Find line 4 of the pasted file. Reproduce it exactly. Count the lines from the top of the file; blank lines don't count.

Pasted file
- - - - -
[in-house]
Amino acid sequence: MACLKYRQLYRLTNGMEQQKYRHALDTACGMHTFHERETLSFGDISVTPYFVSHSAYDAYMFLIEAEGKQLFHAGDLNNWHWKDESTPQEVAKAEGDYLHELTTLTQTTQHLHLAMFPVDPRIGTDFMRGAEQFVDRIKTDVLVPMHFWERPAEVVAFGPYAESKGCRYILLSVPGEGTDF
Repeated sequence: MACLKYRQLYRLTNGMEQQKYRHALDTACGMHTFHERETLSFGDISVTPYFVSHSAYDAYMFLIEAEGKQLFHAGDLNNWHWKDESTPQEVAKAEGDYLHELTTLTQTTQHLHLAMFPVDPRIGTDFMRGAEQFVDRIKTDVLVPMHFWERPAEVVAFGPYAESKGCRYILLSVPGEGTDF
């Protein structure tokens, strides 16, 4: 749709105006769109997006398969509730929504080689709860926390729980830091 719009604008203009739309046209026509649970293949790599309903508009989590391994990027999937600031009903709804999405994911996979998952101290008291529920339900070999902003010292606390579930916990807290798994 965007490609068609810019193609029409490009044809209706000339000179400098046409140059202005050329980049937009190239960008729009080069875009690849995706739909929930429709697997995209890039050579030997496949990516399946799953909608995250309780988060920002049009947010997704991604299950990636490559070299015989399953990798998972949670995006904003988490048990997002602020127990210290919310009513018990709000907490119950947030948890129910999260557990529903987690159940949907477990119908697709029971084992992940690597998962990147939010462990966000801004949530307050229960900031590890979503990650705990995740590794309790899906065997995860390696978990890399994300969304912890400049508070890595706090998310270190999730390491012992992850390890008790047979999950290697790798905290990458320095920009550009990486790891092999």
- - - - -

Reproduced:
């Protein structure tokens, strides 16, 4: 749709105006769109997006398969509730929504080689709860926390729980830091 719009604008203009739309046209026509649970293949790599309903508009989590391994990027999937600031009903709804999405994911996979998952101290008291529920339900070999902003010292606390579930916990807290798994 965007490609068609810019193609029409490009044809209706000339000179400098046409140059202005050329980049937009190239960008729009080069875009690849995706739909929930429709697997995209890039050579030997496949990516399946799953909608995250309780988060920002049009947010997704991604299950990636490559070299015989399953990798998972949670995006904003988490048990997002602020127990210290919310009513018990709000907490119950947030948890129910999260557990529903987690159940949907477990119908697709029971084992992940690597998962990147939010462990966000801004949530307050229960900031590890979503990650705990995740590794309790899906065997995860390696978990890399994300969304912890400049508070890595706090998310270190999730390491012992992850390890008790047979999950290697790798905290990458320095920009550009990486790891092999």